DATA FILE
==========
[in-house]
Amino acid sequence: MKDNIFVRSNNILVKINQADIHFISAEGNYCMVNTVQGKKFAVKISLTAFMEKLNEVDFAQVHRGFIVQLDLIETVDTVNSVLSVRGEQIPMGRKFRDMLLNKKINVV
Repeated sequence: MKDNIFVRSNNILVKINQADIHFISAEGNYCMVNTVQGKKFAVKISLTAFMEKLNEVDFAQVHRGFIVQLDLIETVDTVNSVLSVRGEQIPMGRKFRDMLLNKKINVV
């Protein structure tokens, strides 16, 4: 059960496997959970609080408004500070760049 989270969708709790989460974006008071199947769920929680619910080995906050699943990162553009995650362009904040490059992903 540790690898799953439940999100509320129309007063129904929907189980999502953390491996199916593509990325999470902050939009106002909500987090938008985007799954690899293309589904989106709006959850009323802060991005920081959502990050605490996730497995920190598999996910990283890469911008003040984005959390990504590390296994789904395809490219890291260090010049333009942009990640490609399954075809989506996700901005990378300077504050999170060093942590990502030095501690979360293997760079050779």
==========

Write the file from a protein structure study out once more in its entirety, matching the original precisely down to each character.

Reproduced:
[in-house]
Amino acid sequence: MKDNIFVRSNNILVKINQADIHFISAEGNYCMVNTVQGKKFAVKISLTAFMEKLNEVDFAQVHRGFIVQLDLIETVDTVNSVLSVRGEQIPMGRKFRDMLLNKKINVV
Repeated sequence: MKDNIFVRSNNILVKINQADIHFISAEGNYCMVNTVQGKKFAVKISLTAFMEKLNEVDFAQVHRGFIVQLDLIETVDTVNSVLSVRGEQIPMGRKFRDMLLNKKINVV
């Protein structure tokens, strides 16, 4: 059960496997959970609080408004500070760049 989270969708709790989460974006008071199947769920929680619910080995906050699943990162553009995650362009904040490059992903 540790690898799953439940999100509320129309007063129904929907189980999502953390491996199916593509990325999470902050939009106002909500987090938008985007799954690899293309589904989106709006959850009323802060991005920081959502990050605490996730497995920190598999996910990283890469911008003040984005959390990504590390296994789904395809490219890291260090010049333009942009990640490609399954075809989506996700901005990378300077504050999170060093942590990502030095501690979360293997760079050779």